The Mid Point Review

For the last group tutorial of block 2, it is the Mid Point Review.

The Scenario

The logistics of the Mid Point Review were such that half the cohort were gathered in the studio at Camberwell, and the other half were attending virtually through a combination of Skype for messaging and YouTube for a live feed from the studio.

13 minutes

My video was the first to be presented in the afternoon session. After it was shown there was a long pause before everybody reacted. I’m not sure whether that is a good or a bad thing. During this time I am now allowed to type or talk or otherwise communicate. Perhaps this is easier because I am online and not physically present in front of half the cohort; if present in the studio I suspect the experience would be far different, and perhaps the comments and observations modified by my presence.

For almost 13 minutes I was bombarded with text and audio about my work and the presentation. There was a simultaneous stream of text comments coming via Skype and the audio discussion from the Studio. To add to this Jonathan was reading out some of the Skype-based comments for the benefit of the studio-based attendees. This was a very intense time, and trying to make notes at the time was very difficult, especially from the audio stream as it was hard at time to hear what was being said. Fortunately the Skype messages and audio stream were recorded, and I was able to replay them until I could decipher, as best I could, the comments.

  • Serious narration, unlike in person
  • What is the third space? The change of color? The dividing line (or “wiggle”)? The duality? The color? The textures? Where the two colors become blurred? Segregation of spaces?
  • Emphasis on material
  • The composition is very interesting. The duality is a very prevalent theme.
  • like the thinking behind the pieces
  • To me it seems as if the contrast of the 2 materials are presented to be almost in conflict — sometimes more controlled/geometrical and sometimes more random
  • Yes they do seem to be conflicting — but it seems that the very ‘conflict’ itself is giving life to the pieces sort of
  • Where do the materials come from… India, Africa, etc, the aspects behind that
  • I can’t help but wonder what could happen if the deviation of the line was even more random
  • Like the interaction of the 2 materials is the protagonist of the work
  • Like the mimicry aspect of the synthetic material ‘pretending’
  • And the digital relevancy?
  • The canvas is used — a material you don’t see – also made out of fiber — why use a canvas? this is not a ‘proper painting’ its a composition — its weird when it goes to the edges [where it wraps around]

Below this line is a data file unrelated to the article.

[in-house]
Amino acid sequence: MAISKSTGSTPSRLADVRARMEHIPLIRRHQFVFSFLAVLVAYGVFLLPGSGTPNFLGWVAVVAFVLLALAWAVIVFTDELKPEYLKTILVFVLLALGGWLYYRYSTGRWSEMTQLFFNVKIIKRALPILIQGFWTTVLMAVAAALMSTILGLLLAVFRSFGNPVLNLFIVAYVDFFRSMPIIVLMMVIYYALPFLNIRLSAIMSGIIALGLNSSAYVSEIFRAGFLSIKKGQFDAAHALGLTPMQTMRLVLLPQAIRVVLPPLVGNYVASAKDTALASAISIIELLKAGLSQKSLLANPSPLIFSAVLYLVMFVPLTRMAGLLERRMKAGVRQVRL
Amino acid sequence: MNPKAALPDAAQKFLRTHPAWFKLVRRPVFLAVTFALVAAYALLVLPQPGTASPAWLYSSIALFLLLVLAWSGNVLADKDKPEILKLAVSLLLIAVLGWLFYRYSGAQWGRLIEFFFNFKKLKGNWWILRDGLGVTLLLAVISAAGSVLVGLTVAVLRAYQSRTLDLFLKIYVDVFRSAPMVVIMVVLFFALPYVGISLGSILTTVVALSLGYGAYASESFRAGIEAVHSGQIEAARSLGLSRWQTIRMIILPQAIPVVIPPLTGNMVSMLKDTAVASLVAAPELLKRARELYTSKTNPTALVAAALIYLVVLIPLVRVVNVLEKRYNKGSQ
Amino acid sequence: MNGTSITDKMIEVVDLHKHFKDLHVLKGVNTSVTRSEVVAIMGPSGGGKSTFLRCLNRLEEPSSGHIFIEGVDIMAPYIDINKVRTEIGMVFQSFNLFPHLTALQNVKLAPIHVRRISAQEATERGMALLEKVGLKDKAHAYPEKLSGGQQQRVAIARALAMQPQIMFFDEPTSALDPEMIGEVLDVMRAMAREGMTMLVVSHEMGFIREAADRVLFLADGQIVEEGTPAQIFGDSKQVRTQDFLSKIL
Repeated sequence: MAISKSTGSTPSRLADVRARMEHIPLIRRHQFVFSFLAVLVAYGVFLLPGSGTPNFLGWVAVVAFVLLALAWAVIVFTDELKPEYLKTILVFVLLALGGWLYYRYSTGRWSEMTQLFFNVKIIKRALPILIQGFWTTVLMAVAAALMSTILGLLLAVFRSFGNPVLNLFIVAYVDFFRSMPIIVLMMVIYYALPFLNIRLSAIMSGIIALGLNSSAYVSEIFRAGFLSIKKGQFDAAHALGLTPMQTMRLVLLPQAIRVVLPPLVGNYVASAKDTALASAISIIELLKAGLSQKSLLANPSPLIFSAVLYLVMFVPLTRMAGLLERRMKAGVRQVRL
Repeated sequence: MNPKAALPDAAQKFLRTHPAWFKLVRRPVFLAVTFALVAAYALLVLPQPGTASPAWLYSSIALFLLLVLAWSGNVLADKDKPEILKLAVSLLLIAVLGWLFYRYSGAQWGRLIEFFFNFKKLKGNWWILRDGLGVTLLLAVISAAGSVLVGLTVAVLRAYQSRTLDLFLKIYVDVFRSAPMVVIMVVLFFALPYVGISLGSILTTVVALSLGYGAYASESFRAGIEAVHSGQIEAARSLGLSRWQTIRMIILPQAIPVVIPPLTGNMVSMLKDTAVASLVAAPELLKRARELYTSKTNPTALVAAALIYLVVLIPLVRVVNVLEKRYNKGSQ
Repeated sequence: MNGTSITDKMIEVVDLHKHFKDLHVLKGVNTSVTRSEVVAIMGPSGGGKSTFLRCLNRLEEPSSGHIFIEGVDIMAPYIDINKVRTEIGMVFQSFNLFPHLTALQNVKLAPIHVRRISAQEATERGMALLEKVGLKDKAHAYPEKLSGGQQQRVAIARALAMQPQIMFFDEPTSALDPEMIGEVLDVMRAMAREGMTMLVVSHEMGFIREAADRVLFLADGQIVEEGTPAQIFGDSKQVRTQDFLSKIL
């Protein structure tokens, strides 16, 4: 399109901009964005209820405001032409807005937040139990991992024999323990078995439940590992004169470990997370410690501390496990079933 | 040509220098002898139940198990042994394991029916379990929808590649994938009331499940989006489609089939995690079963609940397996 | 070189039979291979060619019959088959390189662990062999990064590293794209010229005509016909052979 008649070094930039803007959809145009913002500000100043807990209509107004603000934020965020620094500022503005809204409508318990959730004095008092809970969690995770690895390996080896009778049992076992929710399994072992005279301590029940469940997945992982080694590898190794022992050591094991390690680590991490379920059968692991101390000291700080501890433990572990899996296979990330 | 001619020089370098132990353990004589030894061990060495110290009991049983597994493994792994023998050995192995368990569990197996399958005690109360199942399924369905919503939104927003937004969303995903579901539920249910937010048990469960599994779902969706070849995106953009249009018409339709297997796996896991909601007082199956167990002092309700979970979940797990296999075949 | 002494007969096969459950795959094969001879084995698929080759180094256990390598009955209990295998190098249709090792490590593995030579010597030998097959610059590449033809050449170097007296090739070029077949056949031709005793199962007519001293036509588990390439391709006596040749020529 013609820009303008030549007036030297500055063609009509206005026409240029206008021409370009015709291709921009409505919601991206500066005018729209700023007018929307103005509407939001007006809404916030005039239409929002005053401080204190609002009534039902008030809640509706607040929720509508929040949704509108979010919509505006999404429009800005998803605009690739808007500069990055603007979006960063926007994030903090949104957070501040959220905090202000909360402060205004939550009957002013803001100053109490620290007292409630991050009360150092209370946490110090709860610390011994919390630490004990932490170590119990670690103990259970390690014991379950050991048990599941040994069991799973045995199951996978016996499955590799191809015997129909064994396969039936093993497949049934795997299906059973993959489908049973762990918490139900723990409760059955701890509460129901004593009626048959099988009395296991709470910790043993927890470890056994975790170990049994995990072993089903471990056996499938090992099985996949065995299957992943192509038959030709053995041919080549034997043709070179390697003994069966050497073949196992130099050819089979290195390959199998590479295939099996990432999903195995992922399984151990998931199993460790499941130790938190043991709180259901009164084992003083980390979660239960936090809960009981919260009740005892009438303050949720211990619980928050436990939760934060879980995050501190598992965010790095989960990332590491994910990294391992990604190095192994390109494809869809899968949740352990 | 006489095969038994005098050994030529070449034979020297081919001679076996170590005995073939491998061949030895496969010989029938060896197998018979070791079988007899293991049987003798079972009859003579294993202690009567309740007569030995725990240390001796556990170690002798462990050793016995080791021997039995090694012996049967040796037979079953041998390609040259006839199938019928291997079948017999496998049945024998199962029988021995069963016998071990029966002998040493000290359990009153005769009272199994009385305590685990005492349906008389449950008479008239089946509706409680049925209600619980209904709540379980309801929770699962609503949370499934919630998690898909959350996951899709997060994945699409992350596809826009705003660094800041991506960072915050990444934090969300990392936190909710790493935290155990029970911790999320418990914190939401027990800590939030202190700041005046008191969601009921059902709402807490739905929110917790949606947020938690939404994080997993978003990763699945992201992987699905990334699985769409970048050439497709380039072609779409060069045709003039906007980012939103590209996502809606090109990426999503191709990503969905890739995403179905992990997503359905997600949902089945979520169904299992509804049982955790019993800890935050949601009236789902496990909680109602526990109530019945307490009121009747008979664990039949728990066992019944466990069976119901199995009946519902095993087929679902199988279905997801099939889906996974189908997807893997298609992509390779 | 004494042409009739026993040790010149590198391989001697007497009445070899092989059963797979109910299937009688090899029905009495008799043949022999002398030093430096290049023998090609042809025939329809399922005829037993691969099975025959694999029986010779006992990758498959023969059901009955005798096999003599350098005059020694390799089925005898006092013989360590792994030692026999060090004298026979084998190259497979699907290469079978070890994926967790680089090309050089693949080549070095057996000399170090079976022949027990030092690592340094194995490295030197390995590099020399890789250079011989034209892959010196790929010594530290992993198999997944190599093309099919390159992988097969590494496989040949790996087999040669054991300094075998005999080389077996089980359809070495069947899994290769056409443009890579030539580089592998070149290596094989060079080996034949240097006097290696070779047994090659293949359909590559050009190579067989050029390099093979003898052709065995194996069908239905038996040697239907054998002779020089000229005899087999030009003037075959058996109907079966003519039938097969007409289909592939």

• Use a frame — use a different object to wrap around — don’t need a canvas
  • I remember at the low residency David mentioned the screws on the back having a digital relevancy to the work, he didn’t mention them at all?
  • I though about the same thing. I was at his group too, during the low residency, and I really enjoyed looking at the back of the piece to see how it was done
  • The back more fascinating than the front — studs around which he wraps the thread
  • They’re quite modest in size — but produce an overall quite exciting effect
  • Yes he is mentioning the canvas as the “third space” no?
  • The back is as interesting as the front!!
  • The environment in which the conflict takes place?
  • Industrial vs handmade — questions origin of material
  • Can’t see the history of the material — unless you provide an explanation
  • Is making assumptions of things that are not self-evident — Each yarn on an opposing side is representing a culture — Protagonists — Cultures are conflicting — Its a great idea when explained
  • Perhaps make fabrics as cultures, instead of yarn?
  • Culture — Patterns from different part of the world
  • Are we looking at a map of Word War One trenches? Germany on one side, Brits on the other, and that edge is the conflict, the confrontation
  • there is noise — there is a contradiction around it — there is an interesting part but behind it — nobody thinks about the space behind the canvas — he has this really interesting thing but there is a lot of noise around it — not showing the thing that he is doing — I have conflict with this piece
  • There is a LOT of information on the material itself… so what would happen when that information is not communicated? does the work seize to explore the intended topic? does it become something else?
  • Scale it up tenfold and it would dominate a space nicely
  • Scaling up, that’s a good idea
  • We see that on the screen, the smaller pieces are scaled up
  • Relation between creator and viewer — really big subject :/ Something significant going on behind it.
  • Deserving of some explanation alongside it — that adds so much to it and the appreciation of the work, whereas you could just pass it by
  • That could be the depth of your research, but not necessarily communicate it — not everything you do has to be visually seen
  • Its an visually interesting work without explanation — is he trying to justify it too much?
  • But the explanation adds to it for me!
  • The line between — intentional pattern or organic form — wavy or zig-zag
  • The clash of cultures he said, but its so abstract you could read anything into it, the pattern could represent even more information
comments powered by Disqus